BufferedReader in Java | Methods, Example

BufferedReader in Java is a buffering input character stream that reads text from the buffer rather than directly underlying input stream or other text sources.

It adds the buffering capability to the underlying input character stream so that there is no need to access the underlying file system for each read and write operation.

Java BufferedReader is good for two important things:

1. It warps another Reader and adds a buffer that will read the text much faster and improves performance by buffering input.

For example, InputStreamReader can be wrapped by BufferedReader to buffer input data taken from the underlying file.

2. It provides a readLine() method to read a string of characters, arrays, and text lines.


Note:

a) A buffered stream stores a large number of characters from the stream so that more than one character at a time can be read.

b) When a buffered stream is empty, it is filled again with as much text as possible, even if not all of it is immediately required. Thus, it will make future reads much faster and improves performance.

Java BufferedReader class declaration


BufferedReader is a subclass of the Reader class that extends Object class. It implements Closeable, AutoCloseable, and Readable interfaces. It is also a superclass of LineNumberReader class.

The general syntax to declare BufferedReader class in Java is as follows:

public class BufferedReader
  extends Reader
     implements Closeable, AutoCloseable, Readable

BufferedReader class was added in Java 1.1 version. It is defined in java.io package that is imported into the program before using it.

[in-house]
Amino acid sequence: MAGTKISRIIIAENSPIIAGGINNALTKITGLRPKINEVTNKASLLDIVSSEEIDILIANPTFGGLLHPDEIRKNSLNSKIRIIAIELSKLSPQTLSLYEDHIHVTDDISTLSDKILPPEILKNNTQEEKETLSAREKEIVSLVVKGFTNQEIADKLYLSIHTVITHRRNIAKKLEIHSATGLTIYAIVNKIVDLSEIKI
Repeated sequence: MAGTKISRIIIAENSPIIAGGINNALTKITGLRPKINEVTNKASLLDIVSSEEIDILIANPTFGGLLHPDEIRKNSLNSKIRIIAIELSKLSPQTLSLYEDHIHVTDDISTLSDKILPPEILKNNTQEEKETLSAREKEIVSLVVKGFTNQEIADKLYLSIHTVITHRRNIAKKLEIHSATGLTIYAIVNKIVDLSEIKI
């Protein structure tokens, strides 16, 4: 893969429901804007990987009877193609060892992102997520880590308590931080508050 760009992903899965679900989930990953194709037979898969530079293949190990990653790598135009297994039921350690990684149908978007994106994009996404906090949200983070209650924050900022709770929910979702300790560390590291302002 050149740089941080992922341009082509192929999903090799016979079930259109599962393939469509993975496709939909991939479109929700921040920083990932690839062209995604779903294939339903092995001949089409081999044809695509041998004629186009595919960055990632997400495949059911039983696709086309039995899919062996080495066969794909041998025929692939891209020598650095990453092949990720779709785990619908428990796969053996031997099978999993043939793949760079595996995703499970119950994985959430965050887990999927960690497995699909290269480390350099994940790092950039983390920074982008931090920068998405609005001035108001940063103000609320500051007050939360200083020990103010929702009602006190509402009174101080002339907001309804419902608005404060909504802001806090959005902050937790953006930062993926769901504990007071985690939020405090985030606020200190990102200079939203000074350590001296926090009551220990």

Constructors of BufferedReader class


BufferedReader class provides two constructors for creating buffered reader objects in Java that is as follows:

1. BufferedReader(Reader inputStream): This constructor creates a buffered reader object that buffers the input stream specified by inputStream.


It uses a default-sized input buffer. The default buffer size of BufferedReader is 8192 characters which is sufficient for most purposes.

2. BufferedReader(Reader inputStream, int bufSize): This constructor creates a buffered reader object that uses an input buffer of the specified size which must be greater than zero.

How to create BufferedReader object in Java?


To create a buffered input stream reader, create BufferedReader object. The general syntax to create BufferedReader object in java program is as follows:

BufferedReader br = new BufferedReader(Reader inputStream);

For example:

InputStreamReader isr = new InputStreamReader(System.in);
BufferedReader br = new BufferedReader(isr);

After both statements execute, br is a character-based stream that is connected to the console through System.in.

Simple steps for buffering Console-based user input